Its soon-to-be-patented new machines contain a white powder made from calcium compounds, which sucks in carbon dioxide from the air to heat or cool the appliance’s contents. Once enough CO2 is absorbed, the powder can then be collected and used to make fertiliser or feed algae, amongst other potential uses. Each machine is expected to collect up to 60kg of carbon dioxide annually (around 20% of the machines’ carbon emissions). This is part of a wider net-zero target the brand has set for 2050.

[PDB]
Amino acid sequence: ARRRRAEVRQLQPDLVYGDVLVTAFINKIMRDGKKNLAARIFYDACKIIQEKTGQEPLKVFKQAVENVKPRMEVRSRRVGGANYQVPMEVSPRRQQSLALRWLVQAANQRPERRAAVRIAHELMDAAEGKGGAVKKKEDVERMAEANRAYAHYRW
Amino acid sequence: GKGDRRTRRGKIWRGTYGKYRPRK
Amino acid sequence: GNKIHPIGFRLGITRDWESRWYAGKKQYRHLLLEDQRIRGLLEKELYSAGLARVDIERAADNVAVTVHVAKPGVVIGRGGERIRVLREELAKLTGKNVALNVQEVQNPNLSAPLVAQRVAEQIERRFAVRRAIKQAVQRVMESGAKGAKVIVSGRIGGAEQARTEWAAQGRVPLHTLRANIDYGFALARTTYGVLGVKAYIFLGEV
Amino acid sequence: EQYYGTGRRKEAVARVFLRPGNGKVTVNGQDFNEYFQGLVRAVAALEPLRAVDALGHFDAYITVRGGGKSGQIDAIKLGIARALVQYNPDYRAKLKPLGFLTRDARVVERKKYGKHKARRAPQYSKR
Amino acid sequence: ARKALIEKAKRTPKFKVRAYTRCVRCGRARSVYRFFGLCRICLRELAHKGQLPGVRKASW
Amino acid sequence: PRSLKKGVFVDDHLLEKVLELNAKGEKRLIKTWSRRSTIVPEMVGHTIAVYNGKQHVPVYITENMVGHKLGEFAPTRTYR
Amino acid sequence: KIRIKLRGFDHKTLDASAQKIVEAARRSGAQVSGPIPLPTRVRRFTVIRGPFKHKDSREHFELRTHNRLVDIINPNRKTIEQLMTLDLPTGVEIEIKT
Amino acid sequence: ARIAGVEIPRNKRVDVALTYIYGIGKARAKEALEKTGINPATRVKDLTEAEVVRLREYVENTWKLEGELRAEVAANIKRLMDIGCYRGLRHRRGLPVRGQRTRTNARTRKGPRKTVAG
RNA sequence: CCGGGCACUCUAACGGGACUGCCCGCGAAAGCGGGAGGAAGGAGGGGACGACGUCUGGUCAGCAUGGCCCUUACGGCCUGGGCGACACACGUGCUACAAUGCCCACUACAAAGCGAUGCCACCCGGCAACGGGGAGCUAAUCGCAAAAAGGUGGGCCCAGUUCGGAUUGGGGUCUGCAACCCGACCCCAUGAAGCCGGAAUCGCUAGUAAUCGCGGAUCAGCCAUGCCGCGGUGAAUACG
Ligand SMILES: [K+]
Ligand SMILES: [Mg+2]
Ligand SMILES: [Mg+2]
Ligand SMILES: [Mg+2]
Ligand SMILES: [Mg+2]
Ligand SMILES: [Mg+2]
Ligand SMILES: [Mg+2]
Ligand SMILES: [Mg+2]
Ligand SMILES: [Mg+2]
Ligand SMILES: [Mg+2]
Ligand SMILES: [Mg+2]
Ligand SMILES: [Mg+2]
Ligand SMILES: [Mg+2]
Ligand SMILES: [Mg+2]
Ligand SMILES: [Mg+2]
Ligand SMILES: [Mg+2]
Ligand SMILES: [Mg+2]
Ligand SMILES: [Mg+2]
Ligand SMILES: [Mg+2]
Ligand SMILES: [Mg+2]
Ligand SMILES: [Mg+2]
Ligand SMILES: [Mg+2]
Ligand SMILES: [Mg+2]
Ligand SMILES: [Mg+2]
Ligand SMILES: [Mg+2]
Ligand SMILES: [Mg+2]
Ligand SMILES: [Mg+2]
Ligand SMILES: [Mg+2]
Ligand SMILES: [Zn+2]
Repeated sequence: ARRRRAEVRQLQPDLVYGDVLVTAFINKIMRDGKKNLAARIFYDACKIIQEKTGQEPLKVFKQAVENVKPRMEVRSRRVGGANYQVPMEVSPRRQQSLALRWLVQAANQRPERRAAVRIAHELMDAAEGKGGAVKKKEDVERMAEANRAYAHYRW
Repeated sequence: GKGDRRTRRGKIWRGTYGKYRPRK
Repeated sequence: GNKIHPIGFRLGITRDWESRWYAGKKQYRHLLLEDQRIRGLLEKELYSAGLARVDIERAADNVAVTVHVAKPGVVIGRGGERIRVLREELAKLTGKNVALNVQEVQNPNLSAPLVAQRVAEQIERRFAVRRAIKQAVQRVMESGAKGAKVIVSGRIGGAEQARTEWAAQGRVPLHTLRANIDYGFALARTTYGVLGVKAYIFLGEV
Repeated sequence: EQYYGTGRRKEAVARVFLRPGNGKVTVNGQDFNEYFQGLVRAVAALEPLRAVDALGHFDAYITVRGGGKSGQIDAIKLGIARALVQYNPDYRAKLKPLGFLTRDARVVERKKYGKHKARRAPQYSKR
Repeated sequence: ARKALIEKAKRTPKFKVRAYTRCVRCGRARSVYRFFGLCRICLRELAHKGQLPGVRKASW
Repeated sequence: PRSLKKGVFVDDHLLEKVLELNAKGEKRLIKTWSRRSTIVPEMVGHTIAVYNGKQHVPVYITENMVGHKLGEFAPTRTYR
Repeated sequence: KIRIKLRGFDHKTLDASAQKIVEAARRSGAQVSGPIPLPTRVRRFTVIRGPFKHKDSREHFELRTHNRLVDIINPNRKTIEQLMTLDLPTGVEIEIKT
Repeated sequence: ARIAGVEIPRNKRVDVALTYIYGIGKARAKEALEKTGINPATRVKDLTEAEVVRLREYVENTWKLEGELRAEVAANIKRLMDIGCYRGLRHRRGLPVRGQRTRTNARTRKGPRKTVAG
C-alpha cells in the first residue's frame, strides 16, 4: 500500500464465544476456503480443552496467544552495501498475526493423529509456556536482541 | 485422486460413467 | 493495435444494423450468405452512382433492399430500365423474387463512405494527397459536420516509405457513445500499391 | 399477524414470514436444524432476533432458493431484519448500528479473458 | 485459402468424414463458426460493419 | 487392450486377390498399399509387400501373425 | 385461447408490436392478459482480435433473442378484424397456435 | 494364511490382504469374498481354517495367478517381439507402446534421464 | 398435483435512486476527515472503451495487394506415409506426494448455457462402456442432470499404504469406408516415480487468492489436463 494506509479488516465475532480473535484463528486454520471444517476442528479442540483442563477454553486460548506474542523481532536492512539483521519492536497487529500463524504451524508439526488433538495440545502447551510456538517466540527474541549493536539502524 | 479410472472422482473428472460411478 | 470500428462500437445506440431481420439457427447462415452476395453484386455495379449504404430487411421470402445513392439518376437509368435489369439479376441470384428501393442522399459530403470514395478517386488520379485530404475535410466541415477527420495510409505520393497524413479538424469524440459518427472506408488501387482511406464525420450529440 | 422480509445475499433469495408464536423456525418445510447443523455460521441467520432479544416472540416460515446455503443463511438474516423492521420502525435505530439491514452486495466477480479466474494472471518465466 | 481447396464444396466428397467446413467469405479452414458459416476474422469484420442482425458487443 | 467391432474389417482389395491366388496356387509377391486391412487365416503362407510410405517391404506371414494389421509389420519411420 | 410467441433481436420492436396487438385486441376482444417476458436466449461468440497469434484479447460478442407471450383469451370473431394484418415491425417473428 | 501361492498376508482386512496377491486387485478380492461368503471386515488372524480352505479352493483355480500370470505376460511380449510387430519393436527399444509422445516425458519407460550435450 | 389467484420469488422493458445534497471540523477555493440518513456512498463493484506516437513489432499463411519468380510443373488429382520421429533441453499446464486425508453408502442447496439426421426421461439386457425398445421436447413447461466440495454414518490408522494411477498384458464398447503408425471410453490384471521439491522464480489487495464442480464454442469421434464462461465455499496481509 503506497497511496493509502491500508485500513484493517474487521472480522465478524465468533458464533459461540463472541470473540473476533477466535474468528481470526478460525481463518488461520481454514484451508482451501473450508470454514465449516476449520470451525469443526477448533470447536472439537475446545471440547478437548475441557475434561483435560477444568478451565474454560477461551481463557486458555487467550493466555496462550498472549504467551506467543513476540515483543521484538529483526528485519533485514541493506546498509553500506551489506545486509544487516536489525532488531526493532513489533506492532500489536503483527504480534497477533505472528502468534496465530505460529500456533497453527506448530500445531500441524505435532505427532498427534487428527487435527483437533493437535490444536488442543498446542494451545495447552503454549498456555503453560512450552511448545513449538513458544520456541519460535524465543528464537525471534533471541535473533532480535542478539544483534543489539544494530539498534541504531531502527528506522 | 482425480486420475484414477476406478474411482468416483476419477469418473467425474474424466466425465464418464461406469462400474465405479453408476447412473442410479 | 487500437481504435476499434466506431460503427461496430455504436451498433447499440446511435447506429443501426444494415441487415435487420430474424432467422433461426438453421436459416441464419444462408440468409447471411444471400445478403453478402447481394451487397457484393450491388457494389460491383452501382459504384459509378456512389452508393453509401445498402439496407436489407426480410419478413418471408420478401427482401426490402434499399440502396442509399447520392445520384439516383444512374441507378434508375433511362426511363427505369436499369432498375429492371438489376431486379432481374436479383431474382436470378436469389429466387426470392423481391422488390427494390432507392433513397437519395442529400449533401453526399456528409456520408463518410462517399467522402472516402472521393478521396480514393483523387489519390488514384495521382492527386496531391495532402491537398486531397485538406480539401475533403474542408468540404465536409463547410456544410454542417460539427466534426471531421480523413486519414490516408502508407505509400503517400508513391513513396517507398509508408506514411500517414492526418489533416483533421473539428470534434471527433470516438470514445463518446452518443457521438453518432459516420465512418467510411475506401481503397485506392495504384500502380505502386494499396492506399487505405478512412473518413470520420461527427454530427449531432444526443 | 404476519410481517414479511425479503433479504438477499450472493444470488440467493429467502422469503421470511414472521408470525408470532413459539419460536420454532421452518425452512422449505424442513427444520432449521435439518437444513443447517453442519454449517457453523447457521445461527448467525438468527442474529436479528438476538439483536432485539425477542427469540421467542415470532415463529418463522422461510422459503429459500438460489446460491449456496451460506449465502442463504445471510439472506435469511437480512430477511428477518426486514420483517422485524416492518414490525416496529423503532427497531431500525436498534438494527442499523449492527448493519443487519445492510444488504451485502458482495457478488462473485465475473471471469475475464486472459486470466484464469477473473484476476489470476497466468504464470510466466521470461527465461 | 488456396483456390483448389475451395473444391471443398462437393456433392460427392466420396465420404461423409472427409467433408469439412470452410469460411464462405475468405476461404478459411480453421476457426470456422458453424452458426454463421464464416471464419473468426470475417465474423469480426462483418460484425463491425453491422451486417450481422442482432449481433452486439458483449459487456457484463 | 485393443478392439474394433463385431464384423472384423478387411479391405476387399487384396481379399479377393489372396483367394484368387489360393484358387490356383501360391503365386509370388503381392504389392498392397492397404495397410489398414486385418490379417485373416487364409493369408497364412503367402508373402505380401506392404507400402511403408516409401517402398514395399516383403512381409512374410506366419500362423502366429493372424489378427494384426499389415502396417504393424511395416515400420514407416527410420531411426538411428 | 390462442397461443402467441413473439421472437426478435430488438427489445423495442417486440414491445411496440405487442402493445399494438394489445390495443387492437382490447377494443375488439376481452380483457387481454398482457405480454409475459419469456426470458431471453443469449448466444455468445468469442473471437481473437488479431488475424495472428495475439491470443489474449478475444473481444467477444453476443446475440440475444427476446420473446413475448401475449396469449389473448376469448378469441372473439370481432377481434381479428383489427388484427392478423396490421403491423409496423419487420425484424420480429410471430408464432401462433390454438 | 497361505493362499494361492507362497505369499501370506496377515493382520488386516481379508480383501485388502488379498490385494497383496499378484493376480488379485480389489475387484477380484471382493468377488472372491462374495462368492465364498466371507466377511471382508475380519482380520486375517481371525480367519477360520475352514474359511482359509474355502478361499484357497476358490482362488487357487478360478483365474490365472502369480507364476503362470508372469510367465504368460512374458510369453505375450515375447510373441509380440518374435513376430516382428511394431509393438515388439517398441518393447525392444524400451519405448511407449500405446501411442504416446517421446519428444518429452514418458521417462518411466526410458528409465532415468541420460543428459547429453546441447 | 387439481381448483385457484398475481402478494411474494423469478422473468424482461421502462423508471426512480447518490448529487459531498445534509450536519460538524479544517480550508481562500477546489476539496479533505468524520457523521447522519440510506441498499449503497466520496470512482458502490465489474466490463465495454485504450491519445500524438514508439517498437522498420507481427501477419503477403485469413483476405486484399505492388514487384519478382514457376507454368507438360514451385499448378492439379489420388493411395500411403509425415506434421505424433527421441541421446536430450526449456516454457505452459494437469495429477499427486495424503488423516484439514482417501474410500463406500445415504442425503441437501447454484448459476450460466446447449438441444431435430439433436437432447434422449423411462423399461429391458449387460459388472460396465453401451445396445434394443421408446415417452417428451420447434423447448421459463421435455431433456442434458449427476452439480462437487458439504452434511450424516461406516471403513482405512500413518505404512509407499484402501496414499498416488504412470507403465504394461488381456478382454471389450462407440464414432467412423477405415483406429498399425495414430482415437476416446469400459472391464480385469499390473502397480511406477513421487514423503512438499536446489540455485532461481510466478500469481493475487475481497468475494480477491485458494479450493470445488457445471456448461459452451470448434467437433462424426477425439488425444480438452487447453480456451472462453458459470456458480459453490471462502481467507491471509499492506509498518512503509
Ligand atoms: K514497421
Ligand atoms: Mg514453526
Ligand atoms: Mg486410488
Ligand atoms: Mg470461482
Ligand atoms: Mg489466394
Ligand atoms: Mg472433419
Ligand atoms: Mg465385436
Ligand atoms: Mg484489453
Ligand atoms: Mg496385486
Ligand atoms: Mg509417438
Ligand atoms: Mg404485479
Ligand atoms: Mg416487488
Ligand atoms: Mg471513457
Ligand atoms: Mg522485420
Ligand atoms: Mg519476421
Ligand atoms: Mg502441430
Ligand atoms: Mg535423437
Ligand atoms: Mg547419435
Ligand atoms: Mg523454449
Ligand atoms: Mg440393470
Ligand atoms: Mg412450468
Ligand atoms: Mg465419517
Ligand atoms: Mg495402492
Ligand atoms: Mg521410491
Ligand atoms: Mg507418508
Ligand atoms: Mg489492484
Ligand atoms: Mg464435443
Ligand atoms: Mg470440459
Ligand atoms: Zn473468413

Another approach to the decarbonisation of the vending machine industry comes from the UK, where supplier Decorum Vending has partnered with South Western Railway to place energy-efficient machines at train stations, which have self-sufficient ‘living wall’ vertical gardens attached to each side. Each wall of plants, made with a base of used coffee grounds, will absorb 5kg of CO2 and produce 2.4kg of oxygen per year.